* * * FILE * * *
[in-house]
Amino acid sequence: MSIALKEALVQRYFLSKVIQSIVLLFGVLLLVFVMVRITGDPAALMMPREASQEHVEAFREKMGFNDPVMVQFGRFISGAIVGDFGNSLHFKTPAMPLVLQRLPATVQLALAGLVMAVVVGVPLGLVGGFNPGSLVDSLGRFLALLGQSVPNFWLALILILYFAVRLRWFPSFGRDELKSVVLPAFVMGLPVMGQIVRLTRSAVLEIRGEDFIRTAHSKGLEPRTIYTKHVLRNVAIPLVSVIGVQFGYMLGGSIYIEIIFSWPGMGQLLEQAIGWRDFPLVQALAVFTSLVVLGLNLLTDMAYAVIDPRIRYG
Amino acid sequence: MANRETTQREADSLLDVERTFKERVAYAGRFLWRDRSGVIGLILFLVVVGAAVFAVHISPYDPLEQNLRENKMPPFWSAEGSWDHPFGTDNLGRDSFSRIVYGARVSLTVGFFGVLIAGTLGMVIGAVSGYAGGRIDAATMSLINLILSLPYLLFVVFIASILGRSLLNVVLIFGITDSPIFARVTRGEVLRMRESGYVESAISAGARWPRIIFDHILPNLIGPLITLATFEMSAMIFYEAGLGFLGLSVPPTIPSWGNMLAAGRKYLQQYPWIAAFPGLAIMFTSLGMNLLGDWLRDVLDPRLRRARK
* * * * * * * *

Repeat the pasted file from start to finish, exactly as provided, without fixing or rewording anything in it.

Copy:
[in-house]
Amino acid sequence: MSIALKEALVQRYFLSKVIQSIVLLFGVLLLVFVMVRITGDPAALMMPREASQEHVEAFREKMGFNDPVMVQFGRFISGAIVGDFGNSLHFKTPAMPLVLQRLPATVQLALAGLVMAVVVGVPLGLVGGFNPGSLVDSLGRFLALLGQSVPNFWLALILILYFAVRLRWFPSFGRDELKSVVLPAFVMGLPVMGQIVRLTRSAVLEIRGEDFIRTAHSKGLEPRTIYTKHVLRNVAIPLVSVIGVQFGYMLGGSIYIEIIFSWPGMGQLLEQAIGWRDFPLVQALAVFTSLVVLGLNLLTDMAYAVIDPRIRYG
Amino acid sequence: MANRETTQREADSLLDVERTFKERVAYAGRFLWRDRSGVIGLILFLVVVGAAVFAVHISPYDPLEQNLRENKMPPFWSAEGSWDHPFGTDNLGRDSFSRIVYGARVSLTVGFFGVLIAGTLGMVIGAVSGYAGGRIDAATMSLINLILSLPYLLFVVFIASILGRSLLNVVLIFGITDSPIFARVTRGEVLRMRESGYVESAISAGARWPRIIFDHILPNLIGPLITLATFEMSAMIFYEAGLGFLGLSVPPTIPSWGNMLAAGRKYLQQYPWIAAFPGLAIMFTSLGMNLLGDWLRDVLDPRLRRARK